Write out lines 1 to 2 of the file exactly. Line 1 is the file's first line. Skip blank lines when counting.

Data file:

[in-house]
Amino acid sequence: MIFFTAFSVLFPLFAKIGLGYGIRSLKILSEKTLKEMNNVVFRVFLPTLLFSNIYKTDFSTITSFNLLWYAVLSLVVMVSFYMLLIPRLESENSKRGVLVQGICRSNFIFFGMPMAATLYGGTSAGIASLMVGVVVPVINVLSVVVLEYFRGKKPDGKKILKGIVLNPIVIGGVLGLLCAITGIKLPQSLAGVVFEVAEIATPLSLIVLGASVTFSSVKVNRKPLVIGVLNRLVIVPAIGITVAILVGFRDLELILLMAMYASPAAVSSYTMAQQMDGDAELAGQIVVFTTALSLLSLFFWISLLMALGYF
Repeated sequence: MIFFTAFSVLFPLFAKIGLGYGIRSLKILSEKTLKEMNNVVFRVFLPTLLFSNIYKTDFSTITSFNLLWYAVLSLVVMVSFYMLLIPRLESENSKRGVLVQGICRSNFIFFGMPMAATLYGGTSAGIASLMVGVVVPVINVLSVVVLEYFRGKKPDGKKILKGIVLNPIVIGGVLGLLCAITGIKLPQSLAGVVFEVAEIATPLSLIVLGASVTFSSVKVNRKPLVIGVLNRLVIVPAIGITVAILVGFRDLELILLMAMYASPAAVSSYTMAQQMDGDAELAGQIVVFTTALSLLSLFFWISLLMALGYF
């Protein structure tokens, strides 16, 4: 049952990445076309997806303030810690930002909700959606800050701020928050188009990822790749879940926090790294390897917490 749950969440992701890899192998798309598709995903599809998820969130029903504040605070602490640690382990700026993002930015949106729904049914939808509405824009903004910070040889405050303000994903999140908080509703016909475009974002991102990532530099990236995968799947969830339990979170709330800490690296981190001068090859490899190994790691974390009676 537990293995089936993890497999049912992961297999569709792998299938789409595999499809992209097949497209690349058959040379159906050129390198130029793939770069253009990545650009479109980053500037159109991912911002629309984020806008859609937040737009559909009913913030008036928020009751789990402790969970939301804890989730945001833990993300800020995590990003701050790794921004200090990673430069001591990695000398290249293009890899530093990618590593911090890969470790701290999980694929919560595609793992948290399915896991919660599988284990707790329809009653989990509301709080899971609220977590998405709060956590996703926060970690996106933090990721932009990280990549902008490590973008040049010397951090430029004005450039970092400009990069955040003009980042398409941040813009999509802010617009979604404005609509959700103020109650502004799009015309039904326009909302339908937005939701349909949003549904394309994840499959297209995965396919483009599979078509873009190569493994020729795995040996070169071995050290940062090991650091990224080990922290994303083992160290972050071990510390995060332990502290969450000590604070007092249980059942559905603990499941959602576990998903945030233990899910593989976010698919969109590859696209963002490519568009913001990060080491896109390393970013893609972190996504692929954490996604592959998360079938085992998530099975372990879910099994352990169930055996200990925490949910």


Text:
[in-house]
Amino acid sequence: MIFFTAFSVLFPLFAKIGLGYGIRSLKILSEKTLKEMNNVVFRVFLPTLLFSNIYKTDFSTITSFNLLWYAVLSLVVMVSFYMLLIPRLESENSKRGVLVQGICRSNFIFFGMPMAATLYGGTSAGIASLMVGVVVPVINVLSVVVLEYFRGKKPDGKKILKGIVLNPIVIGGVLGLLCAITGIKLPQSLAGVVFEVAEIATPLSLIVLGASVTFSSVKVNRKPLVIGVLNRLVIVPAIGITVAILVGFRDLELILLMAMYASPAAVSSYTMAQQMDGDAELAGQIVVFTTALSLLSLFFWISLLMALGYF